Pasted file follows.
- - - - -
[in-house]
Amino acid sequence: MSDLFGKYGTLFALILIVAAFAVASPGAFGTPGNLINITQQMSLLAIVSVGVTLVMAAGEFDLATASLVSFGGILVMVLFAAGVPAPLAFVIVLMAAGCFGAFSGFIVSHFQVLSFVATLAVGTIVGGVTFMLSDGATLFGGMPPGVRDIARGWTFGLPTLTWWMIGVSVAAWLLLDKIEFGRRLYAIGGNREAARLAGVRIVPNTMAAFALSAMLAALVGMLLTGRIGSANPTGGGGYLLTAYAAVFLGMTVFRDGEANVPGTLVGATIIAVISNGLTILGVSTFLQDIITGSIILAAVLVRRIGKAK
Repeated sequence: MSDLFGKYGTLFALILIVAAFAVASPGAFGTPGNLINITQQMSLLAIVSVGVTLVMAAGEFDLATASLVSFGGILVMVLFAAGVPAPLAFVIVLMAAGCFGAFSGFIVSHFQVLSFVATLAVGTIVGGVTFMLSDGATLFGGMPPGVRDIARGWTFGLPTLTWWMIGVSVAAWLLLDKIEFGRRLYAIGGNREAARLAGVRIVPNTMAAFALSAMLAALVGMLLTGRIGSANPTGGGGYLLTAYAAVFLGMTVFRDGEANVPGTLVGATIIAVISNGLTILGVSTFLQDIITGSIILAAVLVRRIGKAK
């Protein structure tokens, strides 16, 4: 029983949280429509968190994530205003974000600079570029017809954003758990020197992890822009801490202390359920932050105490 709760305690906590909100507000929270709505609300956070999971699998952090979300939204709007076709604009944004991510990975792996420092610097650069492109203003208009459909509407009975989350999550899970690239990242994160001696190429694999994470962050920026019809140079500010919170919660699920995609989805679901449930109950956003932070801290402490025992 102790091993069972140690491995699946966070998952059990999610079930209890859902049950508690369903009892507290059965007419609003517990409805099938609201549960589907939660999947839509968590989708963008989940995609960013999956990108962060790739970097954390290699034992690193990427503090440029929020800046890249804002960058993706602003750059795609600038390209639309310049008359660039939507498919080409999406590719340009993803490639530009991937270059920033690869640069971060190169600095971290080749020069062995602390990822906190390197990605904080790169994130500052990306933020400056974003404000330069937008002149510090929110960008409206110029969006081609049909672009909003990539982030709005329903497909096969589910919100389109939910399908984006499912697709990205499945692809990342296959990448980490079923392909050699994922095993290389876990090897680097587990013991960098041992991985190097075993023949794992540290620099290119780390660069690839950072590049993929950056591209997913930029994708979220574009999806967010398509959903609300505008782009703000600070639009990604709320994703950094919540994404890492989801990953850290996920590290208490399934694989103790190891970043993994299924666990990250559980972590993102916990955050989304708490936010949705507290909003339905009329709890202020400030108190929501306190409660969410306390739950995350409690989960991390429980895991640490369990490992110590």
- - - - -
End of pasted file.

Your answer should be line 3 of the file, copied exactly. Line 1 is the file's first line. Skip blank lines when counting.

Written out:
Repeated sequence: MSDLFGKYGTLFALILIVAAFAVASPGAFGTPGNLINITQQMSLLAIVSVGVTLVMAAGEFDLATASLVSFGGILVMVLFAAGVPAPLAFVIVLMAAGCFGAFSGFIVSHFQVLSFVATLAVGTIVGGVTFMLSDGATLFGGMPPGVRDIARGWTFGLPTLTWWMIGVSVAAWLLLDKIEFGRRLYAIGGNREAARLAGVRIVPNTMAAFALSAMLAALVGMLLTGRIGSANPTGGGGYLLTAYAAVFLGMTVFRDGEANVPGTLVGATIIAVISNGLTILGVSTFLQDIITGSIILAAVLVRRIGKAK